A Software Engineer Who Wants to Save Lives – Recent College Graduate and Insilico Medicine Intern Prepares for a Career in Bioinformatics

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Michael Scarlett, a 2015 graduate of Johns Hopkins University, is just one of a growing number of young software engineers entering a young industry that sits at the cutting edge of biology and computer science.

Michael Scarlett - Insilico Medicine Bioinformatics Intern
It's exciting to know the biological discoveries I'm working on may one day save lives

Since the dawn of the internet, computer scientists graduating from universities throughout the US have set their sights on Silicon Valley, focusing on careers in business and internet startups.

In recent years, however, a growing number of graduates, like 22-year old Michael Scarlett, a recent graduate of Johns Hopkins University, have more altruistic goals in mind. Scarlett plans to work in the fast growing industry of bioinformatics.

Why are software engineers like Scarlett launching careers in bioinformatics? "Software will transform medicine the same way it’s transforming our daily lives," said Scarlett. "It's exciting to know that biological discoveries I'll be working on may one day save lives; I believe the most powerful tool in making these discoveries will be the computer, not the microscope."

Bioinformatics is the application of computer technology to the management of biological information. Computers are used to gather, store, analyze and integrate biological and genetic information which can then be applied to gene-based drug discovery and development. Bioinformatics specialists like Scarlett must acquire an eclectic blend of training in molecular biology, chemistry, and computer science.

Over the past year, Scarlett acquired much of his training as an internet at Insilico Medicine, a Baltimore-based bioinformatics company. The mission of InSilico Medicine is to find working solutions to treat and cure age-related diseases and even cure aging itself. “I think that the Insilico mission is bold and ambitious," said Scarlett. "The company plans to transform the pharmaceutical industry with computational methods. I believe in their mission and their success."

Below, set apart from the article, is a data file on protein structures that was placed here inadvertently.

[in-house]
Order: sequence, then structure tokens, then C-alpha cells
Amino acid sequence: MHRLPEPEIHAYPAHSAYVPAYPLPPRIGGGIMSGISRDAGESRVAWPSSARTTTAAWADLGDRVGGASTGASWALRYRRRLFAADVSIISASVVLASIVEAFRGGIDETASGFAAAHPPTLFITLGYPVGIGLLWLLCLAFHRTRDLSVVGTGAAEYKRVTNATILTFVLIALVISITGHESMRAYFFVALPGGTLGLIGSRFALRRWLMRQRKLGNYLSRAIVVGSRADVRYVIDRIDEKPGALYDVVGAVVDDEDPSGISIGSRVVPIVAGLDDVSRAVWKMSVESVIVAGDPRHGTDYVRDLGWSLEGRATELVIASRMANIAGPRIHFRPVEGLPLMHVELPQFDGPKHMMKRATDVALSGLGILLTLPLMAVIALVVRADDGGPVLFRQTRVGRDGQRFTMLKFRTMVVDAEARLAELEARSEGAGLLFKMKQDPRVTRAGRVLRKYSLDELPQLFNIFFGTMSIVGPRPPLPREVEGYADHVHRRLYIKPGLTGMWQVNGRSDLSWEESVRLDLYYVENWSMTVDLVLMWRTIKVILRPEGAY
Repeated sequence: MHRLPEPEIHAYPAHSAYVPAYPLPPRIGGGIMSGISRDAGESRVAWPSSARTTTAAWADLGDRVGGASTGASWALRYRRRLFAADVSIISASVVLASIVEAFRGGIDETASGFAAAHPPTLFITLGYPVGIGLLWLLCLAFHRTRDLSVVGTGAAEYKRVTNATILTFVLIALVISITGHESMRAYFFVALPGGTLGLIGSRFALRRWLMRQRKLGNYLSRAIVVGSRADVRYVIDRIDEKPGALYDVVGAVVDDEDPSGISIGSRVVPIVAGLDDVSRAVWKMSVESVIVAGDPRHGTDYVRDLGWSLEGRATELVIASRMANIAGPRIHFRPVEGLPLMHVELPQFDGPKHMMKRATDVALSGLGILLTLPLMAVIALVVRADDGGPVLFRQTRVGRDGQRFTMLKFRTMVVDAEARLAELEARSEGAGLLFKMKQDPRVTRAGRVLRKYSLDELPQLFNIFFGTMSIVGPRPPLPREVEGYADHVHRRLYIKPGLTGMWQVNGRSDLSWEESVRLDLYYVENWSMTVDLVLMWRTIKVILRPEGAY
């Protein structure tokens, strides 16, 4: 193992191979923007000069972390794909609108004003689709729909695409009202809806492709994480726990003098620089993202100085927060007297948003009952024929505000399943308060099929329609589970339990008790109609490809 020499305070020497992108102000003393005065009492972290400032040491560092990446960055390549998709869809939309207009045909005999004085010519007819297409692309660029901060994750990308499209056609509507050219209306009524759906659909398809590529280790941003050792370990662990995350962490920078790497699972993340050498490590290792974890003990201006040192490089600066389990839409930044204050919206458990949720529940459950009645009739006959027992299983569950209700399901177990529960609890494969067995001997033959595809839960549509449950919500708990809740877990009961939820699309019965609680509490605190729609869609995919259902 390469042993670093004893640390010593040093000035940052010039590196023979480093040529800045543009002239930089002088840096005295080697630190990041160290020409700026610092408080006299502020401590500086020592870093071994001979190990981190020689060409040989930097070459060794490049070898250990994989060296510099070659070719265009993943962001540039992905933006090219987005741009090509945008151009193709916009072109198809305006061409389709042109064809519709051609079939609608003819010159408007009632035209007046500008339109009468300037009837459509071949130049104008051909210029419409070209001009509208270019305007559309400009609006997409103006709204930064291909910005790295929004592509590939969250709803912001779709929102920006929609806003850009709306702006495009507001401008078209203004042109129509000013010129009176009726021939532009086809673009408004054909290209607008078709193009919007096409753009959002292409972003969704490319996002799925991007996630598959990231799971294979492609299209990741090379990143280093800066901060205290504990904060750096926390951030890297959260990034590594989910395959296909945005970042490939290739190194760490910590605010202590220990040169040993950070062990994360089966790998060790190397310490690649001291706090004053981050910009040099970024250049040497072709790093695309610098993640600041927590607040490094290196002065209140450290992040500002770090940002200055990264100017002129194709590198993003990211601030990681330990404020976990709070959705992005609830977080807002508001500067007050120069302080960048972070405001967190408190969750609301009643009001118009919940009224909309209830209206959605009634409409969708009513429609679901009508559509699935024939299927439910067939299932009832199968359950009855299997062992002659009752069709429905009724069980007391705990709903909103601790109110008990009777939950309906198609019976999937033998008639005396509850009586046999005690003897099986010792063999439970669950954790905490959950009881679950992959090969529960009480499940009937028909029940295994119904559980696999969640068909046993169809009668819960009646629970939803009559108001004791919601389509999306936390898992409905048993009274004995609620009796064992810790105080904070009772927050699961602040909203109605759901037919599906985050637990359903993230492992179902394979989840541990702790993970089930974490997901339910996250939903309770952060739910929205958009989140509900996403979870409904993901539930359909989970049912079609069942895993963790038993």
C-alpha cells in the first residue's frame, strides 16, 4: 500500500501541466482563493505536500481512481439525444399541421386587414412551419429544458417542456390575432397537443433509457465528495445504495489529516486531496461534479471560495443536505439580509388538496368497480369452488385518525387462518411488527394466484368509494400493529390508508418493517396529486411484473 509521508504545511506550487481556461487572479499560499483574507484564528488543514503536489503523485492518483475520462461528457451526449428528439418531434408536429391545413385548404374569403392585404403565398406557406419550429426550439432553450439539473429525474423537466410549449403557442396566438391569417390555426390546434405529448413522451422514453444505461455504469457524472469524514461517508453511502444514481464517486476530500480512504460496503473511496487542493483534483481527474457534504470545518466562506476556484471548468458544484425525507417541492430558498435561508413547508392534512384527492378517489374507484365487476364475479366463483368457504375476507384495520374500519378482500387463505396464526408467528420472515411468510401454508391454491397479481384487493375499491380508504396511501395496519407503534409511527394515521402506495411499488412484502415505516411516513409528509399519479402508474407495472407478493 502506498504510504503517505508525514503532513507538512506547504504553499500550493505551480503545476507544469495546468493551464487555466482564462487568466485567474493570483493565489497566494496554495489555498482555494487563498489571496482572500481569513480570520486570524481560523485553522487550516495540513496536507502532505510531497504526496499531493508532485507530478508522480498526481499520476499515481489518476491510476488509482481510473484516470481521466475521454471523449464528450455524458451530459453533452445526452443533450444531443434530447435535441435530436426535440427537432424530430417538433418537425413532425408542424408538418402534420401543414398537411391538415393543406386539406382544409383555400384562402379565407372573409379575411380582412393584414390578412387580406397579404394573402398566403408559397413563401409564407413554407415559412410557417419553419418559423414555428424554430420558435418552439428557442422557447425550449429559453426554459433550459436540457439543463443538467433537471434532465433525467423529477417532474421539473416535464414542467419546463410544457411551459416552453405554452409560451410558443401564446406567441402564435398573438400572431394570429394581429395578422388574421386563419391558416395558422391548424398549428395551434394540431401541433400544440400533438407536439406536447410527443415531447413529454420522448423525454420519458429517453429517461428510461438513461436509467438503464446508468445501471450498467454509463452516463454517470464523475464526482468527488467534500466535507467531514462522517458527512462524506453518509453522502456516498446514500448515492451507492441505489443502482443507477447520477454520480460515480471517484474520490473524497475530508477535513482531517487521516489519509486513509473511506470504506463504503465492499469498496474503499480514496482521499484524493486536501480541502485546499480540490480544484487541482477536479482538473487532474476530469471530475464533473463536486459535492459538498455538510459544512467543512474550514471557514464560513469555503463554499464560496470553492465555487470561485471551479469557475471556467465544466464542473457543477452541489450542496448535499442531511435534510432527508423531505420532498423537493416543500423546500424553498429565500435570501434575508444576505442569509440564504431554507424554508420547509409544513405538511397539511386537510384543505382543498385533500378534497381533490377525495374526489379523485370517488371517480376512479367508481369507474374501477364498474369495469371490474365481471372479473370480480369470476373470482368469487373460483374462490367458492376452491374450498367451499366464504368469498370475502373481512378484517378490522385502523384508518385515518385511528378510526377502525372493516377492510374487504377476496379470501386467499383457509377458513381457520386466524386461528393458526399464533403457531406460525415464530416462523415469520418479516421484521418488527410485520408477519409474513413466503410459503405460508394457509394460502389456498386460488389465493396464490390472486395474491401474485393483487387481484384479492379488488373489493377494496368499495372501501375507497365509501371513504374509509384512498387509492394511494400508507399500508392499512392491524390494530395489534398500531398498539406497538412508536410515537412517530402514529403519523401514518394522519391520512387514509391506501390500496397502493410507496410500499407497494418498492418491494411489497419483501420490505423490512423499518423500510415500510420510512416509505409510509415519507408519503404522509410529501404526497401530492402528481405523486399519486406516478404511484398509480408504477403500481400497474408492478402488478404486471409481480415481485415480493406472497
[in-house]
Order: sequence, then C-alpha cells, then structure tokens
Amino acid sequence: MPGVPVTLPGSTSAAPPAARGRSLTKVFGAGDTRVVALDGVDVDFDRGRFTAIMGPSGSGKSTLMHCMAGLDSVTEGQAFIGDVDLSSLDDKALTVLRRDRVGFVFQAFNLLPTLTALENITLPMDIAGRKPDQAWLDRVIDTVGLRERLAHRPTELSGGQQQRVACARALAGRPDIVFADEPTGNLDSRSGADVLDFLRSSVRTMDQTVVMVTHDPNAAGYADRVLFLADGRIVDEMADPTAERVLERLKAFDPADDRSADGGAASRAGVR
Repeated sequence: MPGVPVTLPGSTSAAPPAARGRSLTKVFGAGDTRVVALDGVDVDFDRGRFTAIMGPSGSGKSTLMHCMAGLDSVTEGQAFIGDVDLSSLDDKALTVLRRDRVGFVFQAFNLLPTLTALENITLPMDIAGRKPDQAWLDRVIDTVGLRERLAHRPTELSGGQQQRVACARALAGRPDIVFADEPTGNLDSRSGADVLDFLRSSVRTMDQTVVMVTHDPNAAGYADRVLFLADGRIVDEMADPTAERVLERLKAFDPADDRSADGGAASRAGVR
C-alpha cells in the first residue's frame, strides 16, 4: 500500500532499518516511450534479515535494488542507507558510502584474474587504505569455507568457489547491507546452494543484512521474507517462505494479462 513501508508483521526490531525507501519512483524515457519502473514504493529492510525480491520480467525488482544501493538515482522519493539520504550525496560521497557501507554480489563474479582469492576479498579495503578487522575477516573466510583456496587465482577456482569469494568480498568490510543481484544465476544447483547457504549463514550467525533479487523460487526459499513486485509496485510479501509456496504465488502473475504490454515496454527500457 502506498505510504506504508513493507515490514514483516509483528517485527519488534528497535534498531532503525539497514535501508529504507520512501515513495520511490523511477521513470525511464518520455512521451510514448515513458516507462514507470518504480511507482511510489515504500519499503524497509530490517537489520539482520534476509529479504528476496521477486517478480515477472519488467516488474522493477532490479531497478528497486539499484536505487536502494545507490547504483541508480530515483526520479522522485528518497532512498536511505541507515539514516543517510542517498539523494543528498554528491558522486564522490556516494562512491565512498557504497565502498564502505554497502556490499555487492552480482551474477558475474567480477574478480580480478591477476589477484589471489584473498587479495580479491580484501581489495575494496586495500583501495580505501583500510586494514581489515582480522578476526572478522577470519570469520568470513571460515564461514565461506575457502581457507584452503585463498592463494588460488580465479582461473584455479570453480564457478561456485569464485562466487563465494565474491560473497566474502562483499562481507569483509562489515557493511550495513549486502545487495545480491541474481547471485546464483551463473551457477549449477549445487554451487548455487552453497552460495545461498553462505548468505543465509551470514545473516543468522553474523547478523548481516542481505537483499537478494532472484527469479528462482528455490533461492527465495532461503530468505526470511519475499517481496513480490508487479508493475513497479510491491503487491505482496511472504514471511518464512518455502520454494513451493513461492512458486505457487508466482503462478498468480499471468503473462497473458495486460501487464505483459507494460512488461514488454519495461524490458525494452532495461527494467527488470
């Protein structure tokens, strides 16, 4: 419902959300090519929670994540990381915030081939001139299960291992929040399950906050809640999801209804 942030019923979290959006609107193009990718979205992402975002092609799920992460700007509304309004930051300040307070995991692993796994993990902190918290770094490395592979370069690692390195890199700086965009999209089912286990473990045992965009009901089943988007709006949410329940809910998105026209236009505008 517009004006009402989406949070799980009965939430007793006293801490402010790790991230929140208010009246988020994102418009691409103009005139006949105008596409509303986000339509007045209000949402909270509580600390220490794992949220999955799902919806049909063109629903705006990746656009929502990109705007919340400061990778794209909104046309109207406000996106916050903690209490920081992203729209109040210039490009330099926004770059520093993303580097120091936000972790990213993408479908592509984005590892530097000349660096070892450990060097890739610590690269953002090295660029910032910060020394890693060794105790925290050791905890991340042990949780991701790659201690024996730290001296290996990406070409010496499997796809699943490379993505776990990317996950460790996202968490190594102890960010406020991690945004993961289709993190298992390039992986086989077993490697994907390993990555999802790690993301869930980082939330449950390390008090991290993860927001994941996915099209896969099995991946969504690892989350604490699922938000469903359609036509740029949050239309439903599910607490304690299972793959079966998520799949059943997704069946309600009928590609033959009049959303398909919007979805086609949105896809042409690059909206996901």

As his internship at Insilico Medicine draws to an end, Scarlett and other young computer scientists have more career options than ever before. Big pharma, biotech, and software companies are clamoring to hire software engineers who know how to compile, analyze, and visualize huge amounts of biological data. This is why a recent study predicted the bioinformatics industry would generate more than 12 billion dollars in revenue by 2020.

"If the computer infrastructure of Facebook or Twitter was leveraged to find a cure for cancer and fight other age-related diseases, everyone's health worldwide would improve, said Scarlett. "That's why I chose a career in bioinformatics."

“A year ago we interviewed about two dozen local students for internship positions and Michael really stood out. How often do you see people, who can talk to you and code at the same time? ”, said Alex Zhavoronkov, PhD, CEO of Insilico Medicine. “I hope that many young kids in Baltimore will use Michael Scarlett as a role model, who fights humanity’s main enemy – aging, using nothing but his computer. Solving aging will eclipse every other advance in human history. It will provide major economic boost and save and improve billions of lives a few billion lives. Fighting aging should be the best way to earn street cred”.

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Qingsong Zhu, PhD
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InSilico Medicine
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